What makes a good EFL teacher?
“How long is a piece of string?” springs to mind but the answer may be much simpler than you think, because you probably tick many of the boxes already. You’re probably asking this question because you are already or soon plan to be an EFL teacher. This means that you probably like working with people, that you prefer variety to routine, and that you are don’t mind taking calculated risks. As a rule,Teaching English as a Foreign Lnguage is one of the most satisfying jobs you can do because the vast majority of learners are highly-motivated, so all you need to do is try to recognise which aspect of your teaching skills needs to be used at any given time.
Below are some suggestions about the different roles you’ll find yourself playing – all of which combine to make a good teacher.
The Party Host
This job is about getting people chatting and communicating as much as possible, so a good EFL teacher needs to be approachable and create a friendly atmosphere in which plenty of communication can take place. At times this means you are more of a facilitator, rather like the host at a party, making sure each class member interacts with the others. You should organise and set up activities whereby the class get to know one another and talk freely about their opinions and their lives, just as they would if they met through a mutual friend. As any good host would, once they get chatting, just stand back and quietly observe; only join in when the conversation dries up. This minimizes your ‘Teacher Talking Time’ and maximises ‘Student Talking Time’, which is one of your main goals as a teacher. You simply need to have a great big smile on your face and a welcoming attitude towards your class members. Read the rest of this entry »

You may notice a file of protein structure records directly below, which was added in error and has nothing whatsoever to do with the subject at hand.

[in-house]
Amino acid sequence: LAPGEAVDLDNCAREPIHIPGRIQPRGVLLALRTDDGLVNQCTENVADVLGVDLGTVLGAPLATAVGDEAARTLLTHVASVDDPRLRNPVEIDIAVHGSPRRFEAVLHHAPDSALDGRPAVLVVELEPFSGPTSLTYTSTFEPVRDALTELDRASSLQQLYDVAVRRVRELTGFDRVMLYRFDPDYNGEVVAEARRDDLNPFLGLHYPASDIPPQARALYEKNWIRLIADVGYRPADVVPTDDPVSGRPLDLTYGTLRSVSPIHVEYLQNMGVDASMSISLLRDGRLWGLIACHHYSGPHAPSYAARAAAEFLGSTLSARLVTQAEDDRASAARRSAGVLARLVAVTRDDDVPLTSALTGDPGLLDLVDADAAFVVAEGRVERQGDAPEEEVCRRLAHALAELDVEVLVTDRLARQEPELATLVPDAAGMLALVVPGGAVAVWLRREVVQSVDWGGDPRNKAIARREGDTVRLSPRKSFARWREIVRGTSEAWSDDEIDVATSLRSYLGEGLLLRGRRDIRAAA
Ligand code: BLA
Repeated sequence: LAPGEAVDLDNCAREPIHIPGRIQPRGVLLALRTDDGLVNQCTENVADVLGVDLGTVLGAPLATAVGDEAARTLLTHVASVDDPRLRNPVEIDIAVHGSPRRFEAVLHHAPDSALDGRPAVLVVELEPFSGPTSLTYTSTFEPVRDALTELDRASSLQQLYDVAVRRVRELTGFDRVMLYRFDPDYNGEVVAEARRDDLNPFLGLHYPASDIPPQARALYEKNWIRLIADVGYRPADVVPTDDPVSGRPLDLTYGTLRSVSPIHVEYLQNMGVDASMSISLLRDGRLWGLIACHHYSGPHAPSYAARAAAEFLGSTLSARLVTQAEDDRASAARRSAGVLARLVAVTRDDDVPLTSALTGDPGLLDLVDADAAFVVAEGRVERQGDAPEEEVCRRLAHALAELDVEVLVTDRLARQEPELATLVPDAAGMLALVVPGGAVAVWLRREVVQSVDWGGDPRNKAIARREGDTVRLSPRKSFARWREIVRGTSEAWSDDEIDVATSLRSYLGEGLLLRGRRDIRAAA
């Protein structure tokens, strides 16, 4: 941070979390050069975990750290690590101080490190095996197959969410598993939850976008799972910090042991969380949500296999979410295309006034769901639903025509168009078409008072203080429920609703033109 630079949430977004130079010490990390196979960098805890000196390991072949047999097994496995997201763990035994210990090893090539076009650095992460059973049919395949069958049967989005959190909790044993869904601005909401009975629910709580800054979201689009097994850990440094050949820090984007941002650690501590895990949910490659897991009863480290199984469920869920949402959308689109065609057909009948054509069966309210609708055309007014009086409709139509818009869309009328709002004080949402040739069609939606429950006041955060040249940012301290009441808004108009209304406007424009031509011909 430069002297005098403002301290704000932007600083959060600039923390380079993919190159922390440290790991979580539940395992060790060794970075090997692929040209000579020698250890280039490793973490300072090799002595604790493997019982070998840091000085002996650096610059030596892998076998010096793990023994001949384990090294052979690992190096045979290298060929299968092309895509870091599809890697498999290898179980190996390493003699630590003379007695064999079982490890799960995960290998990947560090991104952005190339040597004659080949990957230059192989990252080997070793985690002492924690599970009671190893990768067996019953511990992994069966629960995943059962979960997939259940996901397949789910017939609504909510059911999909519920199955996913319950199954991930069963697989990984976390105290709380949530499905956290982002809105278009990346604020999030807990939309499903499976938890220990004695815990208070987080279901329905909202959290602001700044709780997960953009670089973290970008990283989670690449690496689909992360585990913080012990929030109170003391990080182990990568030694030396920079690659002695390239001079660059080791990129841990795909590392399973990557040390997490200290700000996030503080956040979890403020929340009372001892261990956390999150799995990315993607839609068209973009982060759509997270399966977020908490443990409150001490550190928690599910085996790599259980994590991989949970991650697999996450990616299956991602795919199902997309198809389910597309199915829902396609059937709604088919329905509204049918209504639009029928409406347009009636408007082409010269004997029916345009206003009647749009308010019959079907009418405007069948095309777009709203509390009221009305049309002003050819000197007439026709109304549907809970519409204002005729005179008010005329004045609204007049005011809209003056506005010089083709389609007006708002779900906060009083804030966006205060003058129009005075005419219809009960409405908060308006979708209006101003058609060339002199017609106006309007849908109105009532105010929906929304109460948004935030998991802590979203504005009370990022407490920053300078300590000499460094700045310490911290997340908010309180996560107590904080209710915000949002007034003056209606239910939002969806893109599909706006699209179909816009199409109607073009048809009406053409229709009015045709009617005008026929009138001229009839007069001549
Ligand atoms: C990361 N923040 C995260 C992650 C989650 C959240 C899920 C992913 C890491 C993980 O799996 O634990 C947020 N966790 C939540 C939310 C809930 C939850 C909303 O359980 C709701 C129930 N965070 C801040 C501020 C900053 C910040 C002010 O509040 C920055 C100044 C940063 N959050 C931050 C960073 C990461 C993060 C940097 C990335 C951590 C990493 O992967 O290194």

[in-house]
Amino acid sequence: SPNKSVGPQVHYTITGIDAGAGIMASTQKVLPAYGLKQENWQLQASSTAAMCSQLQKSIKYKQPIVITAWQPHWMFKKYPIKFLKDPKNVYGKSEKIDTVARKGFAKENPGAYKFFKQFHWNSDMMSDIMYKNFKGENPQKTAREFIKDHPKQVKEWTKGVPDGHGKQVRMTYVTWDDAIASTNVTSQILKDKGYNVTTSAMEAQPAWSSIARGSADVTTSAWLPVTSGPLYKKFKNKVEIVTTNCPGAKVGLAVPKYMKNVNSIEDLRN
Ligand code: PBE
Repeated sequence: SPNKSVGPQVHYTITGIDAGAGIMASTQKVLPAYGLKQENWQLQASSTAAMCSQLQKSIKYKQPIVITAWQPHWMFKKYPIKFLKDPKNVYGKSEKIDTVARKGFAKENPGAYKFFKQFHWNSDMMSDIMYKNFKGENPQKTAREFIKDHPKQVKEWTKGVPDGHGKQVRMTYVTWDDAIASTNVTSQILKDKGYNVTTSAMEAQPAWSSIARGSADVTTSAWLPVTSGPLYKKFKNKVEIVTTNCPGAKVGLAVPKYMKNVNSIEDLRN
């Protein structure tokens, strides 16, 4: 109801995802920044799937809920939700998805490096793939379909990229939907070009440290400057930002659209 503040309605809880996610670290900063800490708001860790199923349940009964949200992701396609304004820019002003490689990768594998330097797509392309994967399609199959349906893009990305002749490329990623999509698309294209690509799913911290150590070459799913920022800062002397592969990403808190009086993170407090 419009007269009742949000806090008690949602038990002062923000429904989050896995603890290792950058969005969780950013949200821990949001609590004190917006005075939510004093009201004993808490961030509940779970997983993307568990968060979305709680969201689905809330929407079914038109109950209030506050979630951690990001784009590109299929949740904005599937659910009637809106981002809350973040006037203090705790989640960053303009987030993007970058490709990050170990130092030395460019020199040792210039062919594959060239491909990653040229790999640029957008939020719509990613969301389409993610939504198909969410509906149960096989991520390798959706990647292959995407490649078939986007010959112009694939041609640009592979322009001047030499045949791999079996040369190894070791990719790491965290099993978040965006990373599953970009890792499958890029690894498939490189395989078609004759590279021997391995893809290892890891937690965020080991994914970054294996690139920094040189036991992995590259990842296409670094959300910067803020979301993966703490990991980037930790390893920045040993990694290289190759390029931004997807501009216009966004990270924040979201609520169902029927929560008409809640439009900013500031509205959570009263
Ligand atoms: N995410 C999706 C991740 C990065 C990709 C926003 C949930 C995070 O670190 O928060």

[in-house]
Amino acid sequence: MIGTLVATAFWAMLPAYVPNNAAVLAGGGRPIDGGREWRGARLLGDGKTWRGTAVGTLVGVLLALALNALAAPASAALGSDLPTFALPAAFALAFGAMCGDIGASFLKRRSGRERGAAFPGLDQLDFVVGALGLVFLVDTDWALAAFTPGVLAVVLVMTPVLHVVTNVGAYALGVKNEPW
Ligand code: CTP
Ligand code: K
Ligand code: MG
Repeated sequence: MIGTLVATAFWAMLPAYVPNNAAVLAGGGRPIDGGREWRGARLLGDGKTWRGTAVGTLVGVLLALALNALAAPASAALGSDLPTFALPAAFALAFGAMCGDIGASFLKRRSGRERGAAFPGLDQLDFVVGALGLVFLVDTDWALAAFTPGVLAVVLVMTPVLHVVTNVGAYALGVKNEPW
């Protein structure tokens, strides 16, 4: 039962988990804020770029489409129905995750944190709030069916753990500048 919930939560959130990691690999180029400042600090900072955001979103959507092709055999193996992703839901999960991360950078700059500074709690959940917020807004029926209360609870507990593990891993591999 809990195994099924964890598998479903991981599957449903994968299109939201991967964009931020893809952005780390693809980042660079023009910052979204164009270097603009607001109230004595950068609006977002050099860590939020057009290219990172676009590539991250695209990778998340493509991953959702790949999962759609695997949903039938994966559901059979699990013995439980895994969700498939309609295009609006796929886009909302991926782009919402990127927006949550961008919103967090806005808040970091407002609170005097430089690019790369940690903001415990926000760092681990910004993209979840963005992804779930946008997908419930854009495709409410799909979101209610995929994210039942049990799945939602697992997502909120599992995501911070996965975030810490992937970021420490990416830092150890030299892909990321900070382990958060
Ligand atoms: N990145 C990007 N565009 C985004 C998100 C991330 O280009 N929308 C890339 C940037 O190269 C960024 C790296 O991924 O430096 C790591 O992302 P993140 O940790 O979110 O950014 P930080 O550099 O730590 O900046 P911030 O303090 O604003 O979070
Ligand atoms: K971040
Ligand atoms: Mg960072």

Assessing Young Language Learners
Cambridge University Press 2006, 388 pp., £20.10
ISBN-13: 978 0 521 60123 8